[–] 2308482093842 0 points 3 points (+3|-0) ago  (edited ago)

Static classes can sometimes make sense, but often they are just a quick and dirty hack and they make your code harder to extend in the future.

Only if there's no way in hell that you could ever use a second instance of something, only then a static class makes sense.

But 99.9% of the time, you can actually Benefit from allowing more than one instance.

Often, beginners initially like static classes, because you don't have to pass the objects to all your other objects, which is tedious.

But there is a middle Ground:

public class ChannelModel
{
    public static ChannelModel Default { get; } = new ChannelModel();
    ...
}
public class ViewModel
{
    ChannelModel ChannelModel { get; set; }
    public ViewModel(ChannelModel ChannelModel = ChannelModel.Default)
    {
        this.ChannelModel = ChannelModel;
    }
}

Now you have your "static" instance that you don't have to pass around, but you can have multiple instances, since the class is not static.

[–] poloport 0 points 0 points (+0|-0) ago 

Thanks dude! I knew how static classes worked, but that work around is really useful!

[–] auto_turret [S] 0 points 0 points (+0|-0) ago  (edited ago)

Cool man, I did use something exactly like that to access my Receive() in my CaptureEngine class from my RS232Functions class. Something to the effect of

private RS232Functions _instance = new RS232Functions(); public RS232Functions Instance { get { return _instance; } }

and

// Create function call on data received serial.DataReceived += new System.IO.Ports.SerialDataReceivedEventHandler(CaptureEngine.Instance.Recieve);

to use it.. so far that's been working out for me.

[–] grim89 0 points 2 points (+2|-0) ago 

Static classes are generally considered an anti pattern and have few and very specific uses cases (don't remember them of the top of my head). In your example you don't need a static class so u shouldn't use it. All you need to do is pass the instance of ChannelModel to the classes that use it. So let say your ViewModel.cs need ChannelModel you do something liked this.

 public class ViewModel 
    {
     ChannelModel  _channelModel ;
        public ViewModel (ChannelModel  channelModel)
        {
            _channelModel = channelModel;
        }
     }

You should look into Dependency Injection and Inversion of Control since is pretty much a standard now.

Dependency Injection (DI) vs. Inversion of Control (IOC)

[–] roznak 0 points 1 points (+1|-0) ago 

IoC tends to turn out into very messy code and hard to reverse engineer. If you did not create the code yourself or were part of it then you are toast.

In a perfect world where programs are perfect, analysis done right and developers never make mistakes, then IoC is good. But the hard reality is that when you inherit code that you started but others took over and they tell you fix the bugs.

On top of that IoC, actually explodes the amount of code that you need exponentially to do the exact same job.

The sad reality is that if jump on this IoC bandwagon, your brain gets trapped that this is the only possible solution and you lose the ability into train your brain into creativity. You become slave of the code, instead of the master.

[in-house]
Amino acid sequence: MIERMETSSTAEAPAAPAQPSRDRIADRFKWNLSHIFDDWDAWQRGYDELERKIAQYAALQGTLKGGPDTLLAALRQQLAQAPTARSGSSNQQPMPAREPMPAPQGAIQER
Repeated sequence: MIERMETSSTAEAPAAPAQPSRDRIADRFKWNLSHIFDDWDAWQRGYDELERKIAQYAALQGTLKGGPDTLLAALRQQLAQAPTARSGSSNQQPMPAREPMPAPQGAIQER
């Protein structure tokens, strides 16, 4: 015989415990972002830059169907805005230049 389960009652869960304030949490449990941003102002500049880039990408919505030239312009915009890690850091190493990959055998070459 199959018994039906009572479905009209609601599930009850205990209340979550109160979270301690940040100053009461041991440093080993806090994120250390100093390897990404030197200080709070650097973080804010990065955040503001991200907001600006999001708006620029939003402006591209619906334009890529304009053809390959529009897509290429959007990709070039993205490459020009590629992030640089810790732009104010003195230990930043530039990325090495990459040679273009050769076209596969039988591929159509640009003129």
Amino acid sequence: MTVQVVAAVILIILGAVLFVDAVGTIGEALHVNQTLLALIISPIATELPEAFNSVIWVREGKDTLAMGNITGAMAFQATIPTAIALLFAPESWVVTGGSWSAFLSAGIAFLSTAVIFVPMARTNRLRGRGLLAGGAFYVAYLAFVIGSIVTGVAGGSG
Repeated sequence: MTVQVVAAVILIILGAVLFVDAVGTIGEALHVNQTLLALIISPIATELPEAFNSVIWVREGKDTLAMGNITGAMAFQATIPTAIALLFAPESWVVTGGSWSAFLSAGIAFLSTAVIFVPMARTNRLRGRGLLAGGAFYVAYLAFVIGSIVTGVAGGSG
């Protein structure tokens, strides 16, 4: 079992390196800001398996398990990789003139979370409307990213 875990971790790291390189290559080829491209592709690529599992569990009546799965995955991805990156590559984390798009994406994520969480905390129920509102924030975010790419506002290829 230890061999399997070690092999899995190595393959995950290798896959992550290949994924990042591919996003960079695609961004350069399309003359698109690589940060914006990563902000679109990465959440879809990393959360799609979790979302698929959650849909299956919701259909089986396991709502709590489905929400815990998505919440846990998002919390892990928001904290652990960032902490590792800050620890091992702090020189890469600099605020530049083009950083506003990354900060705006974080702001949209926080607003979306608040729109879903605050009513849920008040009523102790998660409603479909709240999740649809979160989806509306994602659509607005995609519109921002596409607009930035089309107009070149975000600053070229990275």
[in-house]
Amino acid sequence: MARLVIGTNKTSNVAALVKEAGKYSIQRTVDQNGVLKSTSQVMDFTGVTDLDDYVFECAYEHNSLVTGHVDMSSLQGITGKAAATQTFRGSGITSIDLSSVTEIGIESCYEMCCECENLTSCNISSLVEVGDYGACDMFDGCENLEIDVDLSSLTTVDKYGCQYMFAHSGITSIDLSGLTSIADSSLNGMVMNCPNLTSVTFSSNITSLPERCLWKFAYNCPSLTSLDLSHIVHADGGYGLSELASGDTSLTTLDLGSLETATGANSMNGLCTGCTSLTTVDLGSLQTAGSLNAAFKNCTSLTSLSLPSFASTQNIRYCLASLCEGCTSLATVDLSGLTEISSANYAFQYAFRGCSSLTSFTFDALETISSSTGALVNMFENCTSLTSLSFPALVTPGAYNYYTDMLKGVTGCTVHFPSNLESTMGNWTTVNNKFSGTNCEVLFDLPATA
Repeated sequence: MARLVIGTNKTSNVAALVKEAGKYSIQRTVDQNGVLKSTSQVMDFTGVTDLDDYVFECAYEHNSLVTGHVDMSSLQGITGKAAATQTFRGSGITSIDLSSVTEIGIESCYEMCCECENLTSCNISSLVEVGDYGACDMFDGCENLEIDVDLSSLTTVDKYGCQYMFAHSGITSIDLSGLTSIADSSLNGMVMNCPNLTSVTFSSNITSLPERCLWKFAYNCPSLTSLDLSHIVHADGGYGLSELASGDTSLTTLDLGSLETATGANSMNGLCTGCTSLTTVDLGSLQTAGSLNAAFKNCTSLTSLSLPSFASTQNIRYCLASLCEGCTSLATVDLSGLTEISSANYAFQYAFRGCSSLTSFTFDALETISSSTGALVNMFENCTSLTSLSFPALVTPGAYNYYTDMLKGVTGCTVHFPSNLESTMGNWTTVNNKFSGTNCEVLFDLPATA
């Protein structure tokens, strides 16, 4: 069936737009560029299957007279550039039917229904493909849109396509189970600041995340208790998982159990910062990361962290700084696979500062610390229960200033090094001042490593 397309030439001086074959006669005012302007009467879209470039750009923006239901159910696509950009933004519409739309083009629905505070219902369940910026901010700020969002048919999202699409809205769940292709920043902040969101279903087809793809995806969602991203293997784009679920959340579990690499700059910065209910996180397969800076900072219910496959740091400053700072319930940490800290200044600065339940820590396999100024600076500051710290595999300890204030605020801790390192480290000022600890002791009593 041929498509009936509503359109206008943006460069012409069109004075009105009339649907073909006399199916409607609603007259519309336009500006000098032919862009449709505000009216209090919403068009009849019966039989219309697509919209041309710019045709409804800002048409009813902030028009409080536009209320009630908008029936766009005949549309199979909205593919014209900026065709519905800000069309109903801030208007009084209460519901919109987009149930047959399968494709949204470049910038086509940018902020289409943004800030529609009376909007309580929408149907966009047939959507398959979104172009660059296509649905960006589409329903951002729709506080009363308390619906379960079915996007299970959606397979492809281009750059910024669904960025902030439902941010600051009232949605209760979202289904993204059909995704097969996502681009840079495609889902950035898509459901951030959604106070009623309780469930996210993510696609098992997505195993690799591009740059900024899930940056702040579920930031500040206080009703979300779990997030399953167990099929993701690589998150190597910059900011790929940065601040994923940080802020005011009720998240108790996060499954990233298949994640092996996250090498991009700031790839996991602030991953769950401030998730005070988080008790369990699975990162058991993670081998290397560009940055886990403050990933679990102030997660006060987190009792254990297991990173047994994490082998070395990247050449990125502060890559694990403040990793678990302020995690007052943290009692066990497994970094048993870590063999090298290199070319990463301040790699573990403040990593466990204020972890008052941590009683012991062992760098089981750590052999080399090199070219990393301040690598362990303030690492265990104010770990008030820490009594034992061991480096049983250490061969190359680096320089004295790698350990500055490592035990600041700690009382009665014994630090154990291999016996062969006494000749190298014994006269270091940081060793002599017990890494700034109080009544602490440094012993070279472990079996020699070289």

[–] auto_turret [S] 0 points 0 points (+0|-0) ago 

On top of that IoC, actually explodes the amount of code that you need exponentially to do the exact same job.

Exactly what I observe. Coming from firmware programming where sometimes your usable ram is measured in BYTES, I kept initially gravitating towards trying to make every bit and byte count. Well, it just don't work that way in Windows app coding..

I can see how it could be quite helpful in swapping modules down the road, and my small app so far seems it could be easily followed and understood without excessive commentary.

[–] auto_turret [S] 0 points 0 points (+0|-0) ago 

Thanks for the reply. I'm drawing out my program for the umpteenth time, it is slowly starting to click I think..

I believe my trouble is, I keep reverting to thinking like I'm coding a microcontroller which keeps me running into roadblocks.

Referencing your code: I see what you did there, didn't realize I could pass along the whole instance and it's current state.

I believe now, if I put an event listener in that ViewModel constructor instead, and stick _channelModel = channelModel in a method that will call, it should listen for a newdata available event and update itself accordingly, so long as I've created a new ViewModel instance in my main program.

I'll give it a shot. Thanks man, that was super helpful. Going to check out the links you've provided.

[–] whambamthankyouham 0 points 1 points (+1|-0) ago 

Static class -> When you only want one of something.

If you create a level in a game as a class, you (typically) only want one instance of that level.

[–] roznak 0 points 0 points (+0|-0) ago 

If you start with static classes first then you will end up having code that is not extendable and thread safe. Also you can always nail down a dynamic class as static like a singleton.

I tend to initialize static classes at my Main() first. This way I have a predictable place where the code gets initialized.

[–] auto_turret [S] 0 points 0 points (+0|-0) ago 

Scratch the last comment, got rid of the static from SerialPort too. I think I've pretty much got this concept down, now. Been banging my head for a month, then finally came to you guys for advice. Turns out that's exactly what I needed!

[–] roznak 0 points 0 points (+0|-0) ago 

Nice to hear.

[–] auto_turret [S] 0 points 0 points (+0|-0) ago 

I've re-written the darn thing again, but this time using the dependency inversion principle. NOW things make more sense.. high level modules don't depend on lower level modules, but rather abstractions that don't rely on details.

Works for everything BUT the serialport functions. It appears it must be static or my port won't stay open.